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Reviewed by Grant Leishman for Readers' Favorite
Standing Tall brings us the story of quite a remarkable woman and pioneering doctor from Buenos Aires, Argentina, in the second half of the nineteenth century. Author Debora G. De Farias introduces us to the ground-breaking and relatively unknown Doctor Cecilia Grierson. Born to an immigrant farming family in rural Argentina, Cecilia broke all the glass ceilings when she became the first woman to be admitted to medical school in Buenos Aires and later went on to forge a stellar career focusing on the physical, social, and mental health, along with the education of women, in the South American country. Rather than focus on Cecilia’s incredible academic success, the author has attempted to present the human side of this woman through her relationships with her friends, her colleagues, and, in particular, the two men who would impact her personal life over the years. Cecilia was an achiever to be sure but it is in her personal interactions that we see more of the true woman she was. As we all are, Cecilia was flawed; however, the author presents us a wonderful, albeit fictionalized and possibly romanticized version of the woman, outside of being the first female medical doctor in Argentina.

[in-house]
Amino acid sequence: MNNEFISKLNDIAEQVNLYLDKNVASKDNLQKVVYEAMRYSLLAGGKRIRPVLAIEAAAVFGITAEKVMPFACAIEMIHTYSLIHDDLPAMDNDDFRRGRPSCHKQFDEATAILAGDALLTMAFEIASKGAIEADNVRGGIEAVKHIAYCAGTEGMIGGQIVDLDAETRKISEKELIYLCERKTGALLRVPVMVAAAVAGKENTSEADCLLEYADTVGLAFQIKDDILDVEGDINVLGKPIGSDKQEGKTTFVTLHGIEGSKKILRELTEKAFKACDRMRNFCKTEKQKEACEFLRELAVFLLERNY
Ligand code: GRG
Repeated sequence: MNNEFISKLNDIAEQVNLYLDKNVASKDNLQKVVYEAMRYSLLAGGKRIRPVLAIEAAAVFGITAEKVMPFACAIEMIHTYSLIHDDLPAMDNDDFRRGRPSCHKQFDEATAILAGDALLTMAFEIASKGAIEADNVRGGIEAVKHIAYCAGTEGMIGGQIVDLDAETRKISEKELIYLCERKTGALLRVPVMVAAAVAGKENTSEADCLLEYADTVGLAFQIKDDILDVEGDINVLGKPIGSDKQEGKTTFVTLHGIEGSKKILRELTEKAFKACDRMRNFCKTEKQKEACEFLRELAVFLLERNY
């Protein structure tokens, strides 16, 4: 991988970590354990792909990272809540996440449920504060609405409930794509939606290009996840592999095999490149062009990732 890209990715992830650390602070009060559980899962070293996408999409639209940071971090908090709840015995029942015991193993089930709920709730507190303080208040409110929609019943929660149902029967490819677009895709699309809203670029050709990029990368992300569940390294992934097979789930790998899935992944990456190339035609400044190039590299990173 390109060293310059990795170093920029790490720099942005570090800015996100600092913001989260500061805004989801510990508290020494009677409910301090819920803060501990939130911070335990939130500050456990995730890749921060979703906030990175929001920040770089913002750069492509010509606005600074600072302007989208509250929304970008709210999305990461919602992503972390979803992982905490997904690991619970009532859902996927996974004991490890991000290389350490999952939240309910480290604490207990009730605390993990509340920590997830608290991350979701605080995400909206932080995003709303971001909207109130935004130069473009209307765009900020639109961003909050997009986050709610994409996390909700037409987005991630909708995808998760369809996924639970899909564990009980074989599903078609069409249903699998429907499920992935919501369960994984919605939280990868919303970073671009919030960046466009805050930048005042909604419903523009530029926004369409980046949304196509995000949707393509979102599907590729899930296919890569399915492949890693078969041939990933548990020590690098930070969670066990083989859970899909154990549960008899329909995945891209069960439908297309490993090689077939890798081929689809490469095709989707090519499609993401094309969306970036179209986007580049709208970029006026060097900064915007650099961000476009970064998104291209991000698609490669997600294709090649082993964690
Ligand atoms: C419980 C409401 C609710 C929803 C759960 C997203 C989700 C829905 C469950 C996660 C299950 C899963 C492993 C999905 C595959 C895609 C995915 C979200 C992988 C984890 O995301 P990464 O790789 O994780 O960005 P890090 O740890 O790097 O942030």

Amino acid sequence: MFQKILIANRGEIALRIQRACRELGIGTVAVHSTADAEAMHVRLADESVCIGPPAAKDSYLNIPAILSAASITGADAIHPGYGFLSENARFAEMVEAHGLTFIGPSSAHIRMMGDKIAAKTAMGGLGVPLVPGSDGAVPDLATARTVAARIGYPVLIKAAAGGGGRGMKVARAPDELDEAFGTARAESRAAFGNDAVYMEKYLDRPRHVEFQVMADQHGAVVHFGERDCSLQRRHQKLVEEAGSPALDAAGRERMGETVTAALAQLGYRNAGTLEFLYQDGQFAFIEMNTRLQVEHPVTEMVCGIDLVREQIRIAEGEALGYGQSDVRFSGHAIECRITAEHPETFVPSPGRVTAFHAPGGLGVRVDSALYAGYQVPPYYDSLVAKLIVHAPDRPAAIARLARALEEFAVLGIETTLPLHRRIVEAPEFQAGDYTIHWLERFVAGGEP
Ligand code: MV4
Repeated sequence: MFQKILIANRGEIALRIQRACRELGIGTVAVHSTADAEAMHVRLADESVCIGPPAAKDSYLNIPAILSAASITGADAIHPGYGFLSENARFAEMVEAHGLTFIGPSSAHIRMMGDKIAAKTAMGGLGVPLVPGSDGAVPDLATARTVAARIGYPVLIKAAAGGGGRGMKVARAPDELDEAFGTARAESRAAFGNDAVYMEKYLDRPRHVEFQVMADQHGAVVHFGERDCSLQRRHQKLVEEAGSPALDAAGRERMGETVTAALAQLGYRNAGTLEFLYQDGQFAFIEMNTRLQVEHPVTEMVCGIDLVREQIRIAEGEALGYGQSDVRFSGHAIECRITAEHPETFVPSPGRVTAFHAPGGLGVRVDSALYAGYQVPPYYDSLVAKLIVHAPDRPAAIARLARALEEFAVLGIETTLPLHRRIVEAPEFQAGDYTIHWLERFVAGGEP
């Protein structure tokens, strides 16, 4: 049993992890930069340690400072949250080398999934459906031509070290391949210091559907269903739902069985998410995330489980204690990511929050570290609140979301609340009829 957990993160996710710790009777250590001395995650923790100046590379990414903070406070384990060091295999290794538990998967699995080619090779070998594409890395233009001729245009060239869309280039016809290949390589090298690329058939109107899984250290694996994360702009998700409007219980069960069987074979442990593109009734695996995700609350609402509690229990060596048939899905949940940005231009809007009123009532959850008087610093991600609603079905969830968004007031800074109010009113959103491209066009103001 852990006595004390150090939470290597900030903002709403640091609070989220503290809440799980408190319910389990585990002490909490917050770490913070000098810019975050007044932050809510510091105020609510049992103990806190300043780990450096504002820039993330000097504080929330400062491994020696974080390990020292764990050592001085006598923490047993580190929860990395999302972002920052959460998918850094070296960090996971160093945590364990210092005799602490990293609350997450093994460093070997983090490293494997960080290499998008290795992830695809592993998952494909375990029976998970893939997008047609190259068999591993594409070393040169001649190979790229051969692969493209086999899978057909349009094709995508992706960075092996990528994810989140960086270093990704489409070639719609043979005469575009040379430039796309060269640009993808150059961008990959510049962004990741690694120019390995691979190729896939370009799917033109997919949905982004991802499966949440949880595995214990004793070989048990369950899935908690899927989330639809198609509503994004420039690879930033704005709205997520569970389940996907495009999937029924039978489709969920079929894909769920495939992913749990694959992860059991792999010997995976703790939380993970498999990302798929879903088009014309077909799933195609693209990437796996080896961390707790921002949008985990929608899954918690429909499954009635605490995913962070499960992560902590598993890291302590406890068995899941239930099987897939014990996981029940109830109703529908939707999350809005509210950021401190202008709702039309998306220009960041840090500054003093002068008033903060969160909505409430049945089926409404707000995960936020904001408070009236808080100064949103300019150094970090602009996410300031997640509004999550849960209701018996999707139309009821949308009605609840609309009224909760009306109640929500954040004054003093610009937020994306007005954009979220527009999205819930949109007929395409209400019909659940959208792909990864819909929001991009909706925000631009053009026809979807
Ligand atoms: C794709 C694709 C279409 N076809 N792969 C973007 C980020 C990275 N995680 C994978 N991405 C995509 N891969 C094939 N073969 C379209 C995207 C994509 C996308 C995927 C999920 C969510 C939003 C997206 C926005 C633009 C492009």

I found Standing Tall to be a wonderfully insightful view into the personal life of a woman who deserved all the plaudits heaped on her for her professional abilities and achievements. Author Debora G. De Farias writes with poetic passion and weaves a wonderfully complex tale of a woman torn by regrets of what might have been but equally deeply motivated to achieve what she could for others, both academically and personally. There were times when I felt the desire to shake this woman by the shoulders and tell her to stop being so hopelessly romantic and deluded and for me, that is the mark of an exceptional author to draw that response from her readers. This flowing tale, redolent with descriptive beauty and passionate love of language will capture readers and transport them back in time to nineteenth-century Argentina; the smells, the scenery, the tastes, and the culture of South America. It was clear that the author not only had a personal connection to Cecilia Grierson but also abiding respect and admiration for the woman and her achievements. Impeccably researched, this book is not only a discourse on unrequited love and passion, but it is also a celebration of the triumph of effort and dedication over prejudice and sexism. I thoroughly enjoyed this read and can highly recommend it to all lovers of great stories.